Post injury the body initiates the healing process through the stages of inflammation.  After a while the body halts this process – and with contusions, lacerations, burns or chronic issues that are severe enough this end up halting the healing process altogether.

Gua Sha returns the body to a state of inflammation jumpstarting the physiological dominos that make up the recovery process.


The Basic Stages of Inflammation – Since you were wondering, “Hey Jim, is this inflamed?!”

  1. Inflammation/Collagenation – The body signals the clearing cells which I like to think of them as a demolition crew.  These “demo” cells clear out the injured and broken counterparts to make room for the healthy new ones & set up a sort of scaffolding for the new tissue.
  2. Proliferation – On this new scaffolding are where the bricks are laid down – these bricks are the new healthy cells that have specialized to the type of tissue that was injured.
  3. Remodeling – An extension of the second stage, this is a drawn out process for the cells to specializing further – slowly creating a uniformed matrix linking the new tissue to the old tissue and reaching normal tissue health.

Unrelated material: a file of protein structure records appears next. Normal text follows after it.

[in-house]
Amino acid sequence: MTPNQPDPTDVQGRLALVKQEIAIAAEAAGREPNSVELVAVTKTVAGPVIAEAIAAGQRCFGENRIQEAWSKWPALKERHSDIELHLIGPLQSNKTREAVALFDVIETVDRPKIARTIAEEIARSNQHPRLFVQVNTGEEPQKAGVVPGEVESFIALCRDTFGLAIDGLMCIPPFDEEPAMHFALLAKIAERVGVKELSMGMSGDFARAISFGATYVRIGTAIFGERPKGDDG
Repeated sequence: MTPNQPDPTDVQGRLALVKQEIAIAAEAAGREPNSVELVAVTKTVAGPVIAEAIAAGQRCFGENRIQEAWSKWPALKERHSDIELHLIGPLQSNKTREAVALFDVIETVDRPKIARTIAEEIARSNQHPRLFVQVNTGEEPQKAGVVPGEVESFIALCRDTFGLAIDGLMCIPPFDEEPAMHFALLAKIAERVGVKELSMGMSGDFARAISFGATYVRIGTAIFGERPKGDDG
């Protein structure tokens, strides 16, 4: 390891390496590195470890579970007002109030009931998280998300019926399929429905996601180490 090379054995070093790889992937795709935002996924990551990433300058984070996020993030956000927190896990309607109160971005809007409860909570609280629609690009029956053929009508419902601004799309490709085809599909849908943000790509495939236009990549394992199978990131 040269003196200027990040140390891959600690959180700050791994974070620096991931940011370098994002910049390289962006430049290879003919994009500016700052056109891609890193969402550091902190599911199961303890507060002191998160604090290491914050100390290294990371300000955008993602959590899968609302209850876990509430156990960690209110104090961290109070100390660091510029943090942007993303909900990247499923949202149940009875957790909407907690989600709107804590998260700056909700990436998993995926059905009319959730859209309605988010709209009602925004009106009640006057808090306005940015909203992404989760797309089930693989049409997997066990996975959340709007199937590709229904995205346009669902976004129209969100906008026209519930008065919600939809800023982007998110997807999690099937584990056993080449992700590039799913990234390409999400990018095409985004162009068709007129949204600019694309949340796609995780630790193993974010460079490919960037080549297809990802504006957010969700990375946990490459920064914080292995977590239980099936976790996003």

The practitioner uses these instruments to scrape the skin with light to moderate pressure, depending on the effect that he/she wants to illicit.

The lighter the pressure the less the adhesion disruption but will still illicit a microcirculatory effect flushing out dormant toxins.  The more hard the pressure (will be slight discomfort) the more adhesions will be affected and smoothed out.  This will have a positive effect on fascial release, restoring tissue to its normal length; breaking up what is bounding up the tissue and diminishing trigger points.

After a Graston-Like technique/Gua Sha is done redness will appear at the site, accompanied by more intense red spots, freckle like appearance called “Petechiae”.  This is the bodie’s natural response when bringing the dormant blood to the surface of the skin, into the lymph system to be flushed out.


Petechiae & Diffuse Blood Circulation



You need only a few household items, cautioned though…if you buy them at the same time at the Supermarket the cashier will probably be freaked a bit out…or envious of the night you may have in store.

DISCLAIMER – Know that this will not and cannot take the place of a trained, clinically taught practitioner with a keen eye and steady hand.  This is merely the thought process behind it and how I’ve learned to do it on myself.

What you’ll need:

  • Some lotion (Eucerine, petroleum jelly, moisturizer) and an assortment of beveled edges:
  • Hilt of an ice cream scoop (Pointed Blunted End)
  • Convex side of a spoon (Broad Blunted End)